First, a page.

Kevin Ball, the Sunderland captain, tracked Steve McManaman's every twitch and was at the heart of a convincingly earned point which maintained the visitors' unbeaten start.
The Premiership new boys, however, wasted the two clearest chances of the game; Niall Quinn twice finding himself unchallenged in the area with the goal at his mercy. The Sunderland attacking philosophy was as clear as their defensive plan - to break quickly down the flanks and use the option of Quinn whenever possible.
Peter Reid, the Sunderland manager, said his defence-first tactics would not be on show every week. "Their biggest threats were Stig Inge Bjornebye's dead balls. I'm not going to get carried away, but I don't think we looked out of our depth. We try to get at teams when we can, but it is difficult to get at Liverpool."
Conversely, Liverpool found it equally difficult to weave their customary intricate paths through the massed Sunderland ranks. With the cutting edge of McManaman blunted, there was precious little invention in reserve. Lack of movement was the sweeping explanation offered by Roy Evans, the Liverpool manager. "The movement was very average to say the least," he said. "It was not just the strikers - as an attacking unit our movement was poor."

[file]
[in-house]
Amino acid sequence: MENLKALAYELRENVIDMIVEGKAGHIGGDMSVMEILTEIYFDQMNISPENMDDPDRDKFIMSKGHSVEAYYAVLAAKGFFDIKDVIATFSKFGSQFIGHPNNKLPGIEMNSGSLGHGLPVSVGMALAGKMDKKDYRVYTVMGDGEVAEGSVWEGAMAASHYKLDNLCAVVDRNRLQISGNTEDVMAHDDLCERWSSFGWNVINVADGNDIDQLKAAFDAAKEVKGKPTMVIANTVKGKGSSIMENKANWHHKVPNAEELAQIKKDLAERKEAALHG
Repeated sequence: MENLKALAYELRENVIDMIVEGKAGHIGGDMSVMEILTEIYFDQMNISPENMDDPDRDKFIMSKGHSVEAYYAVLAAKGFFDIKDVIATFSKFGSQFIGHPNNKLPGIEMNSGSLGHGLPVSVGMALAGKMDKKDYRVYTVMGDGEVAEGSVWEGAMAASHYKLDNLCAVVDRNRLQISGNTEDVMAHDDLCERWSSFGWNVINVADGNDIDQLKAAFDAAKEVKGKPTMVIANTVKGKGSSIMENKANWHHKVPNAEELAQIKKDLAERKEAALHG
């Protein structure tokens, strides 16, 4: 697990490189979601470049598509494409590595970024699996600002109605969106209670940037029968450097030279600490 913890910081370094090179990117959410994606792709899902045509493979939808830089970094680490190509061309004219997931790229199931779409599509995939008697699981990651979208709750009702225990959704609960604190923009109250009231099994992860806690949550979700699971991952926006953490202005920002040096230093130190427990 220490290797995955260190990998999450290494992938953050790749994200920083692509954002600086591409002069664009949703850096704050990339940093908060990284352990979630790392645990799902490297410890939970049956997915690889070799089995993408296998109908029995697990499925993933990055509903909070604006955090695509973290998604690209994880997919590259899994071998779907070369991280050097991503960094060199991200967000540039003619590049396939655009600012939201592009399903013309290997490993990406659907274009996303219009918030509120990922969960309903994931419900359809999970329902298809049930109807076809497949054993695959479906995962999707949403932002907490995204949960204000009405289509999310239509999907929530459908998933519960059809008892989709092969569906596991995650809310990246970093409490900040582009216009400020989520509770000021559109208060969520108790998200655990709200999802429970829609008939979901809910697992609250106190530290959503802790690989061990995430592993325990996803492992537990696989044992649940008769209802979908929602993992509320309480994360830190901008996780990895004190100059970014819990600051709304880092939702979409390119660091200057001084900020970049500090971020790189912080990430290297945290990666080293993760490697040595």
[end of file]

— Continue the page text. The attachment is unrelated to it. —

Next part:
As the visitors settled after a tentative start, Liverpool's build-up became more ragged. David James was called upon to justify his England squad selection with a reaction save as Quinn, who had broken free in the area, drilled a fierce shot on target.
He was also presented with an equally acceptable chance to open the scoring in the closing stages of the first half. Dominic Matteo slipped, allowing Quinn to close down on James unchallenged. Having partially evaded the goalkeeper, his shot was blocked and follow-up efforts from Paul Stewart and Michael Gray were also scrambled free.
Liverpool's appeals for a penalty were denied following attempts to remove Phil Babb's shirt in a crowded box. Michael Thomas toyed with a more direct route to no avail, while Robbie Fowler, suffering a slight back strain, was lacking in both confidence and thrust. A crisp header by John Barnes against the bar from a corner was Liverpool's best chance of the game.Reuse content